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Stroke Study: Can Gait Training and Brain Stimulation Improve Walking?

Researcher Sangeetha Madhavan, PT, PhD, from the University of Illinois at Chicago (UIC) will reportedly investigate whether a blend of brain stimulation and gait training can help improve a patient’s ability to walk following stroke. The research, the university notes, is made possible thanks to a $1.5 million grant from the National Institute of Child Health and Development.

A news release from the university states that Madhavan, assistant professor of physical therapy, director of UIC’s Brain Plasticity Lab, and her coworkers assess how the brain changes in response to stroke and how to tap into the brain’s potential to help in a functional recovery. According to Madhavan, scientists often approach rehabilitation with a “bottom-up” approach, first training muscles and re-teaching walking, hoping the brain will then relearn how to control those functions.

The release designates Madhavan’s approach as “top-down,” dynamically stimulating the brain to make it more responsive to the therapy the patient will receive. During her research, Madhavan will use a technique known as transcranial direct current stimulation (tDCS), designed to pass a very low level of current through the motor area in the brain that controls the legs.

UIC states that the study will enroll patients aged 50 years and older who have had a stroke and who will receive gait training on a treadmill. The treatment group, researchers say, will receive tDCS prior to gait training. A combination of electrical stimulation and motor training of the ankle will then be administered. The control group, the release says, will receive only gait training three times a week for 4 weeks.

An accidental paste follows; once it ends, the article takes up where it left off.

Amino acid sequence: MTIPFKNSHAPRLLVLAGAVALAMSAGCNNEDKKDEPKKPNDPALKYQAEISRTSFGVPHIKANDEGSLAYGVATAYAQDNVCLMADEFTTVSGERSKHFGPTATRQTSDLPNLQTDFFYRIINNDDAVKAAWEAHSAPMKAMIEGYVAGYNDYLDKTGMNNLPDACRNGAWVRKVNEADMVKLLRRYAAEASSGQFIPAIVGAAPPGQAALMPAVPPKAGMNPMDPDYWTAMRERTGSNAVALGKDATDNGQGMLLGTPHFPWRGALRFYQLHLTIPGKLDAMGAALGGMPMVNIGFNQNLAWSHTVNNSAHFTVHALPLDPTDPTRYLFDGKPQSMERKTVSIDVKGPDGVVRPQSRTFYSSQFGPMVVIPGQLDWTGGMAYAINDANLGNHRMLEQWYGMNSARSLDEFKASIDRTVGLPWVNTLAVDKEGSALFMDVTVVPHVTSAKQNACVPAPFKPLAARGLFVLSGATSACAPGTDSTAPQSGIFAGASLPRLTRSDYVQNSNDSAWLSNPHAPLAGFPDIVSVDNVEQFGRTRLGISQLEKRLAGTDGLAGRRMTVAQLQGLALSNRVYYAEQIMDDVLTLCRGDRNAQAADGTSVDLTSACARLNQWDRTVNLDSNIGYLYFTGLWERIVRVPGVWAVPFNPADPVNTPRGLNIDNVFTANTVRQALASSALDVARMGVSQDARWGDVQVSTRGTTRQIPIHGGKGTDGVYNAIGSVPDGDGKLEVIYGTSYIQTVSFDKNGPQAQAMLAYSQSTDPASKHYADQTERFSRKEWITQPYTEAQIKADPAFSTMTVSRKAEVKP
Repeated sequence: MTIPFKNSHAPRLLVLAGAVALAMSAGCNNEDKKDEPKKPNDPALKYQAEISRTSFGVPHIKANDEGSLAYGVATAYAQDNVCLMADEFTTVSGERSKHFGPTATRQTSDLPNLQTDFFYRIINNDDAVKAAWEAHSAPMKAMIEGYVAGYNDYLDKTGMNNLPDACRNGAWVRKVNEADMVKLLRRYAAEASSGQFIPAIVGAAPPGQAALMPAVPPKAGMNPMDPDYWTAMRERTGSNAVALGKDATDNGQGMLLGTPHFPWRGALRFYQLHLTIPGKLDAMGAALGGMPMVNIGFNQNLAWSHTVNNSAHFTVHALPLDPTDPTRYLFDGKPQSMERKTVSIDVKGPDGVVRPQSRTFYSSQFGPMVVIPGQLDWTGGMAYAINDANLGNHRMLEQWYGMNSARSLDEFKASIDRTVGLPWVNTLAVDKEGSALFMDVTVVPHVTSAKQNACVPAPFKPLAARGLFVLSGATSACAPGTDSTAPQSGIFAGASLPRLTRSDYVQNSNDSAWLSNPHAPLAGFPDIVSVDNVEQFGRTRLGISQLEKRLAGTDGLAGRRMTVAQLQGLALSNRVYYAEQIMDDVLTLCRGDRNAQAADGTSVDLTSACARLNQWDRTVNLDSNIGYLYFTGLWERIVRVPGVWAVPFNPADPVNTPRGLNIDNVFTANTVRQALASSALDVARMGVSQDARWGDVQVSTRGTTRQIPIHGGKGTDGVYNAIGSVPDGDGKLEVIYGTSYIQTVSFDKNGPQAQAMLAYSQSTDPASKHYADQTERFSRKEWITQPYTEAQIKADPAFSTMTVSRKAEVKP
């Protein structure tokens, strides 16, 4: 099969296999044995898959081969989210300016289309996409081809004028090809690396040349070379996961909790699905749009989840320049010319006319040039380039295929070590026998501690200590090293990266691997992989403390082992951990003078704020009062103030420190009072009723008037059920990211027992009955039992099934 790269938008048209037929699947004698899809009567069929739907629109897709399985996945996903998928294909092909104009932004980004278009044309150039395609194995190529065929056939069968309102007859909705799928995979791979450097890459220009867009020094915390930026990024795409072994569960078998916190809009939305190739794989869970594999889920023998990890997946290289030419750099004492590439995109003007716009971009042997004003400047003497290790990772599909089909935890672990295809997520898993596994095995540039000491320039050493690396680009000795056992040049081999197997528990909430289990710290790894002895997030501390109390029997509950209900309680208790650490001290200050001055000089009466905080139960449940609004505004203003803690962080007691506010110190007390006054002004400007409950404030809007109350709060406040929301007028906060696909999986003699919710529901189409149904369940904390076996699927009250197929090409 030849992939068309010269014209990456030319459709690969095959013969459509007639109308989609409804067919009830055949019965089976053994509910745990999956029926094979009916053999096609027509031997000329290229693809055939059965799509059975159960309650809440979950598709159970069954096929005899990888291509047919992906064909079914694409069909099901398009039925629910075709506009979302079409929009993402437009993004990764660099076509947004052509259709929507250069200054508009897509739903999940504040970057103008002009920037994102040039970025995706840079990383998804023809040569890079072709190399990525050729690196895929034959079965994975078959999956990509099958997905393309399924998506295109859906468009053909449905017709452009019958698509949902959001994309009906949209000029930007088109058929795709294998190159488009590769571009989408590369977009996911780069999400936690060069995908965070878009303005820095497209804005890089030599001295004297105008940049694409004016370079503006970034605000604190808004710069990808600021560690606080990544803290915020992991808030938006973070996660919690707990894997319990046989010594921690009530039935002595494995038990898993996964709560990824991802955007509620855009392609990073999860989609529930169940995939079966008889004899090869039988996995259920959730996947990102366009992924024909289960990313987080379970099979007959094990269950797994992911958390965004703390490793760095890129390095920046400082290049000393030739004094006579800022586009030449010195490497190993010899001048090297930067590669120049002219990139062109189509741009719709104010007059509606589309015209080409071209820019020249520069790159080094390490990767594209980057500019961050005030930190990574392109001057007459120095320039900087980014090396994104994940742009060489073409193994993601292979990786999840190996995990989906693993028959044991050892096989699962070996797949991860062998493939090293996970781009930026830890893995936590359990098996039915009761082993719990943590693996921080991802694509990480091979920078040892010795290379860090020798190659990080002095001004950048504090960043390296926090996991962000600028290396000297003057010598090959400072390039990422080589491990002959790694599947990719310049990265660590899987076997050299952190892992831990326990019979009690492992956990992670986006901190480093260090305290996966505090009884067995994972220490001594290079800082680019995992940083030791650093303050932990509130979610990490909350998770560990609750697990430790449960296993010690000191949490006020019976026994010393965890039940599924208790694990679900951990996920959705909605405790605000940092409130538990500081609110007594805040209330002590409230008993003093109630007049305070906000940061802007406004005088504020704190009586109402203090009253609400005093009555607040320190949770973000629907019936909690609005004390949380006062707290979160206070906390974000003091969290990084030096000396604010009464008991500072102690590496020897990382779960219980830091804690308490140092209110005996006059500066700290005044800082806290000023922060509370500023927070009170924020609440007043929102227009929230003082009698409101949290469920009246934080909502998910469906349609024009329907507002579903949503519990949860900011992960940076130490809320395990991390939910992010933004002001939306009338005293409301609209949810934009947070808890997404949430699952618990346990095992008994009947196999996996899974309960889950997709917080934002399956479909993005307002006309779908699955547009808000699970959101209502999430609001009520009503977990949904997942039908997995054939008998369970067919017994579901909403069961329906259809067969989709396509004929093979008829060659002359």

Researchers will evaluate the participants at the end of 4 weeks and again, 3 months later. The participants’ walking speed and other clinical and quality-of-life measures will also be evaluated.

Additionally, the researchers report that they will also investigate the physiological function of the cerebral cortex to confirm whether brain plasticity changed following training. To accomplish this, Madhavan notes they use noninvasive tools, such as transcranial magnetic stimulation, comparing the excitability of the affected and unaffected areas of the brain.

Post-stroke, Madhavan explains, an imbalance exists in cortical excitability, with areas of the brain where the lesion is being less active. “We predict that activity in these areas will increase after the brain stimulation-walking intervention, and that the balance in symmetry is restored. This balance in cortical excitability is necessary for functional recovery.”

Madhavan adds that as patients following stroke vary in their response to therapy, the transcranial magnetic stimulation technique offers “a way to understand why one individual changes differently from another.”

[Photo Credit: Roberta Dupuis-Devlin/UIC Photo Services]

[Source: UIC]